One of the best examples of John Lennon, Paul McCartney, and George Harrison’s harmonizing, Because.
The song begins with electric harpsichord played by George Martin and then joined by Lennon’s guitar doubling the harpsichord and played through a Leslie speaker. Vocals and bass guitar enter in what Alan Pollack calls the “mini-bridge.”
The song was one of the few Beatles songs to include an analog synthesizer arrangement (although analog keyboards such as the Mellotron had been used often by The Beatles, few songs featured the use of a traditional analog synthesizer with voltage-controlled oscillators). The Beatles at the time of Abbey Road were among the first contemporary rock bands to experiment with the Moog synthesizer (the first, or at least the first to chart on the top 40, had been The Monkees).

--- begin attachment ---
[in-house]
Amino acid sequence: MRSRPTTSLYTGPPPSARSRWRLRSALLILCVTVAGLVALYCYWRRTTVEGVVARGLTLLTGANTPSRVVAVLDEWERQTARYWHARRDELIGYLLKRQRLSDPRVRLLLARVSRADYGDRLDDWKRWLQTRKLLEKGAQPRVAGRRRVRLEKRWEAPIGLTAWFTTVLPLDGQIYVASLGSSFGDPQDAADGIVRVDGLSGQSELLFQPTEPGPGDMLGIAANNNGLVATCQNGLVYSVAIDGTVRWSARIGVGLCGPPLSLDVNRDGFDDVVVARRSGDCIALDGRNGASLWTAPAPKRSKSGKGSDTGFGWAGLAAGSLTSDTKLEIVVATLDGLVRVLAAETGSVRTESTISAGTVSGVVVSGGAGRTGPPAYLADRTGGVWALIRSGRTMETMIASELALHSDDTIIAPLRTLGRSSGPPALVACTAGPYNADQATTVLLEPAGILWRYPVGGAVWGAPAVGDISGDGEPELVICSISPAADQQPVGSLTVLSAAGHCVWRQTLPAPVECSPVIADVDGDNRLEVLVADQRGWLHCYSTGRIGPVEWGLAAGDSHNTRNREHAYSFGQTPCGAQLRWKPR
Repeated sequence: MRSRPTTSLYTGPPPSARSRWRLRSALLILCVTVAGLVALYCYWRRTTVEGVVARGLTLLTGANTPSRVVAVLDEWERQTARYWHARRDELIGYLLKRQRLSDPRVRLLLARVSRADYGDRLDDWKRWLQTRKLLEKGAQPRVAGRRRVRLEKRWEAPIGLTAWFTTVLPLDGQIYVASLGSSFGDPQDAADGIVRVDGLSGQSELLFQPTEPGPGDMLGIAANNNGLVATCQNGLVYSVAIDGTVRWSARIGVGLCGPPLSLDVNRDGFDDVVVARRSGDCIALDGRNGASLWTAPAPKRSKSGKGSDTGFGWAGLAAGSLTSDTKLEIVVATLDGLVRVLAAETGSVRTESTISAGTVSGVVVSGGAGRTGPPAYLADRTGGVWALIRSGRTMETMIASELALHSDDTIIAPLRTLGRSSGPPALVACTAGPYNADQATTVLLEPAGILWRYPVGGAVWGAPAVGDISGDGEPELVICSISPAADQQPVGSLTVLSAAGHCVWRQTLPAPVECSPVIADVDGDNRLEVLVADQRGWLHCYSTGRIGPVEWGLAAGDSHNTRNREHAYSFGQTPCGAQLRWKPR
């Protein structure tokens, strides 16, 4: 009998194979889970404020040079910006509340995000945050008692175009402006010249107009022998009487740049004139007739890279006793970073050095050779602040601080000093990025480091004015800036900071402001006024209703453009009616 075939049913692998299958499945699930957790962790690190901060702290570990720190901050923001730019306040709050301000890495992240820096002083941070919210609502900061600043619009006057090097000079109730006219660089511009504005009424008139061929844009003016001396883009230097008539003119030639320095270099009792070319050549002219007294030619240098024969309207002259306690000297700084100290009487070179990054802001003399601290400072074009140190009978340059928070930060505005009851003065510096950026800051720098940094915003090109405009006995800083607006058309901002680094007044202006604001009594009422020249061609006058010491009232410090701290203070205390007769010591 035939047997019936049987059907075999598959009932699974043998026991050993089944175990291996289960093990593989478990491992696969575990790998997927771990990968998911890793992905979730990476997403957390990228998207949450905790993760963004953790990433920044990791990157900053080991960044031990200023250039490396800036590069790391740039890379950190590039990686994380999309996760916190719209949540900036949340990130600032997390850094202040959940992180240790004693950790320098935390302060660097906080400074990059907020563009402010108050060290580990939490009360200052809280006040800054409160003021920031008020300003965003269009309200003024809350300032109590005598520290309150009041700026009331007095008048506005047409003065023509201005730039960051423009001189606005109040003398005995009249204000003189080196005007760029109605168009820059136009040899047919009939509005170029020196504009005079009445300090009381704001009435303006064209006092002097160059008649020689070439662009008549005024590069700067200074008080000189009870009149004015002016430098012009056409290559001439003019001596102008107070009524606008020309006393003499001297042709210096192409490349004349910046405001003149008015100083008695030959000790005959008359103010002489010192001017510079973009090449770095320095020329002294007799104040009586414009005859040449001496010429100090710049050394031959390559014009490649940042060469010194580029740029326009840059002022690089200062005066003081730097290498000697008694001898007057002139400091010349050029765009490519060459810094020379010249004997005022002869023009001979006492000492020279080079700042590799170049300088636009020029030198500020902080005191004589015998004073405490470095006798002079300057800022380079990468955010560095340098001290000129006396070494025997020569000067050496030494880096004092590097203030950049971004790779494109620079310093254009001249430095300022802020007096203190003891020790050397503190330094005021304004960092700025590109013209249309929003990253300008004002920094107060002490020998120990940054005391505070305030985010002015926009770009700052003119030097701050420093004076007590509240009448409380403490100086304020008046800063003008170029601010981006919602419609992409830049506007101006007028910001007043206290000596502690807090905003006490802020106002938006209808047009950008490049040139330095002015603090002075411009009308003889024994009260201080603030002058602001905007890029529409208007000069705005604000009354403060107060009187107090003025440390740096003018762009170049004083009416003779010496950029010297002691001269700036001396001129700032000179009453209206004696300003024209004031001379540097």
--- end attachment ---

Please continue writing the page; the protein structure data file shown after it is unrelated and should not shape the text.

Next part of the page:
According to Lennon, “Because” was inspired by Ludwig van Beethoven’s “Moonlight Sonata”. “Yoko was playing Beethoven’s ‘Moonlight Sonata’ on the piano … I said, ‘Can you play those chords backwards?’, and wrote ‘Because’ around them. The lyrics speak for themselves … No imagery, no obscure references.”
The main recording session for “Because” was on 1 August 1969, with vocal overdubs on 4 August, and a Moog synthesizer overdub by George Harrison on 5 August. As a result, this was the last song on the album to be committed to tape, although there were still overdubs for other incomplete songs.
A vocals-only version of the song can be found on Anthology 3 and Love and is an example of three part harmony from Lennon, McCartney, and Harrison, although the latter is slowed down and includes quiet nature sound effects. Both versions include the ‘Ahh’ at the beginning. This song appears in the movie “American Beauty” where it is dramatically placed right after the last words of the film.
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